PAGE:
Keeping as few souls on your person as possible is the best way to protect yourself. That way if you do lose souls, you won’t lose too many. And remember, if you almost have enough souls to buy what you want, see if you have any soul items in your inventory (you usually find these on corpses). Using a soul item gives you more souls instantly. Just don’t use these soul items when you don’t need to. They are safe in your inventory, but if you turn them into spendable souls while you’re out adventuring, then you can lose them just the same as any other souls. Another smart way to get a few more souls in a pinch is to head somewhere relatively safe and carefully kill enemies near the bonfire, return to the bonfire for some health and to let those same easy enemies respawn.
9. Lose to bosses (and any enemy) intelligently
Let’s face it, this game is hard. Ordinary enemies can be hard. Bosses are harder. If you’re reading this, you’re probably not a Dark Souls pro yet. If you’re not a Dark Souls pro, bosses are going to wreck you time and again. Plan on dying a lot. The key word there is to plan. If you know you’re going to die, you’re going to do things different, and that will benefit future you.
For one, if you know you’re going to die, try to stick close to where you entered the area. Why? So you can get your precious souls back before you have to enter the deadly area and engage enemies again. If you die right beneath the starting location of a boss, you’re going to have a hard time safely retrieving those souls when you go in to face it again. The same applies to any part of the game world.
The major advantage of planning on dying is that you’re going to be fighting the enemy/boss as a means of research, rather than in a desperate attempt to maybe get lucky and kill this unfamiliar enemy who is superior to you in every way. Planning on dying against bosses (and any new enemy) will help ensure you follow tip No. 4 so that the next time you square off against the opponent you’ll have some idea of what it’s going to do and how you should respond. You’ll also hopefully have been able to follow tip No. 2 on your return trip to the enemy so that you arrive in boss-fighting condition with an Estus Flask full of that sweet, orange, healing nectar.
Bonus tip: If you safely study a boss long enough to feel confident you know its attack patterns, try to get its health lower so you can learn it’s additional attacks. Bosses will change partway through battles. Once you get the boss to switch style, start studying again.
10. Explore a lot and remember your route
I’ll say it again: This game doesn’t hold your hand. It might hold your whole body, but be sure that’s only because it’s about to chomp you in half or smush you into dust. That lack of hand-holding also applies to the world. The game rarely points out where to go. It might give clues, like making a noise or having a light to get your attention when there’s somewhere you can go. But most of the time you’re going to have to hoof it and see what you can find, and all the while you’re going to have to remember where you’ve gone and how you got there, because there won’t be a map for you to recheck your knowledge.
When you’re exploring, make sure you’re poking your nose around a lot. You’ll be surprised time and time again by how much is hiding. In front of you might be an obvious route or a seeming dead end, and right around the corner, where most games would simply have nothing, is a ladder that leads to a whole new area. Maybe there’s a slanted tree that you can run part way up and a low ledge nearby, and maybe that’s an invitation to try jumping from the tree to the low ledge. Maybe you’re on a ledge already and there’s somewhere below you that you think you can land — odds are you can. Don’t take a ton of risks when you’re flush with souls, but if you’ve followed tip No. 8, you should be safe trying out daring routes. Some quick things to note here: if you see enemies or souls somewhere, expect to be able to get there somehow; if you find one route out of an area, don’t neglect to look for more ways out of the area; if you find a door that doesn’t open from one side, expect it to become a shortcut later on (these will save you a lot of stress); and stick your nose everywhere — behind every prop and around every corner there’s the possibility of a new route, hidden item, or murderous enemy of course.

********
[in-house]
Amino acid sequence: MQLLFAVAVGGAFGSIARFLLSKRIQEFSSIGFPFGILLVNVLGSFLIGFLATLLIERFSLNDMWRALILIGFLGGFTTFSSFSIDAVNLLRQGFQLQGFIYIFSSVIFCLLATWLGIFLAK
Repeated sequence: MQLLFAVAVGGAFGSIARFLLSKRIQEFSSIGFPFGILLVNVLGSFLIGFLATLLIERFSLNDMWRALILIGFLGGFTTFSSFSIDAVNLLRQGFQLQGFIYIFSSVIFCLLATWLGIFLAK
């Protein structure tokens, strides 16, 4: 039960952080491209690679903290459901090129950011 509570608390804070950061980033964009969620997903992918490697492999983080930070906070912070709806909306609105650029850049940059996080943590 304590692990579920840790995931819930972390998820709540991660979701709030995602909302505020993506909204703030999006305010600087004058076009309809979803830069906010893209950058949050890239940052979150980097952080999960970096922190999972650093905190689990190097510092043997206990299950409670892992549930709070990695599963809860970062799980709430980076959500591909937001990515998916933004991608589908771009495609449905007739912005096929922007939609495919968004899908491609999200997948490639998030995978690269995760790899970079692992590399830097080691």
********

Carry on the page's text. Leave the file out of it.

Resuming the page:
11. Never assume something is safe
If you haven’t gathered by now, this game is full of danger. You should always be on the alert and expect an attack from above, below, behind, the sides, or head on. Just because you don’t see any enemies up ahead doesn’t mean the game won’t find a way to kill you. If you recall the clip in tip No. 1, a giant spear can come flying out of thin air. You can die alone in an empty field if you haven’t been cautious. Enemies like to hide all over the place, sometimes around corners (so keep tip No. 10 in mind in conjunction with this one), sometimes on ceilings and walls, and sometimes over the edge of a ledge. Just because you don’t see any enemies or danger, doesn’t mean it’s not right there waiting for the right moment.
Some particularly dangerous tricks the game will play come when it leads you to believe something is safe through earlier encounters but it actually turns out deadly. For example, treasure chests seem like a great find until they turn out to be something much worse. In other places, the game has cages full of corpses that are usually just static set pieces, convincing you there’s no danger, but then every now and then one of those will come alive and not only try to murder you, but ruin any sense of comfort you felt around those caged corpses. A helpful hint on dealing with this kind of hidden danger is to press the lock-on button. If you can successfully lock-on to a seemingly safe object, get ready to kill it, run away, or die.
In general, just prepare to die — I won’t be the last person to give you that advice. You can find it written all around the world of Dark Souls 3.
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Additional contribution from Chris Reed